Friday, January 10, 2014

Cloud Recap + five and a bit years

tl;dr when faced with a system which claims to be PaaS then ask yourself - can I just write code, build data and consume services? If you need to do anything else other than this then it's not PaaS.

Five and a bit years ago I wrote a post called 'Cloud Recap', a summary of the previous years and the state of play in 2008. In this post, I'd like to revisit that earlier topic and also a concern I raised in 2009 on how 'Platform is being used at all layers of the stack, so we hear of cloud platforms for building IaaS and many other mangled uses of the concepts'

In the early days ('05-'07) back when we had systems like BungeeLabs, Zimki etc then we had a simpler division of the stack though somewhat misguided by the tendency to create too many layers. The key was always the division of responsibility i.e. with different layers of the stack, part of the solution became someone else's problem. Of course that created new problems related to second sourcing options and buyer / supplier relationship and hence portability was going to be an issue.

Since then the terms have changed, hardware is now infrastructure and frameworks are now platforms. The latter change is unfortunate because Framework as a Service clearly spelt out that you would be coding (and adding data, consuming services) in a framework whereas Platform as a Service could end up meaning a multitude of things - a coding platform, a deployment platform etc. This is what has happened and hence my concern back in '09.

Now to explain the difference and where I consider there to be a problem and divergence from the original path, I'm going to explain today's layers of the stack in terms of the old view (which I happen to think is cleaner). 

I'll first take a purist view. So, in reverse order, from figure 1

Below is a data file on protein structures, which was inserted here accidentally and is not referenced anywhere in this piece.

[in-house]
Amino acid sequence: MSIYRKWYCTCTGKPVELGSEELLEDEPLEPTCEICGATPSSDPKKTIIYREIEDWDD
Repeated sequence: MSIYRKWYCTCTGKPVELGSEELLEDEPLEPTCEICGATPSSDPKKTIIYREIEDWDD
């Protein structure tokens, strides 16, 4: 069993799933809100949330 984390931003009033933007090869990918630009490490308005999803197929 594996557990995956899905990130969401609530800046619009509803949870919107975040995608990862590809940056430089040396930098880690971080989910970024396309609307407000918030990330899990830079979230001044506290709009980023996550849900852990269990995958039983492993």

Figure 1 - An overview of the stack, old and new




The lowest layer of the stack is related to provision of virtual hardware either through virtual machines or containers such as LXC. Along with the evolution of activity (computing evolving from product to utility) then we expected to see a co-evolution of practice (as in architectural practice). We've seen this with the shift from scale-up to scale-out, N+1 to design for failure, disaster recovery to chaos engines etc. This has given rise to the 'DevOps' movement and hence there is a host of tools that have developed around configuration management, auto scaling, auto deployment, policies etc from Chef to Juju. This has unsurprisingly extended to concepts such as an application store with entire images, configuration and policy information bundled together. This low level of the stack is known as IaaS.

The second layer of the stack is related to simply the use of code, data and services. The underlying components including the management layers are de-coupled from the perspective of the user. The user is only concerned with writing of code, data and consumption of services. These sorts of concepts are encapsulated in systems like GAE, Heroku and Cloud Foundry. Obviously behind the scenes is a wealth of configuration management, auto-scaling, use of VMs / containers etc. This layer of the stack is known as PaaS.

The third layer of the stack (application) is related to provision of entire applications and application services e.g. salesforce. This remains relatively intact.

From a purist point of view, each of these layers would eventually be built on the other and each higher layer would provide increasing speeds of creation of higher order systems and agility at the cost of decreasing flexibility. Hence you would also get application stores of SaaS application built on PaaS along with PaaS built on IaaS.

Flexibility vs speed of higher order systems creation is the inevitable trade-off that componentisation creates (a good examination on this is provided by Herbert Simon).  Now key to this and the ideas of componentisation is minimisation of lower orders to good enough standards. So, for example in the IaaS space you would expect to see a limited range of virtual machine types (as you do with AWS). In the platform space, you would expect to see a limited range of coding environments (e.g. buildpacks).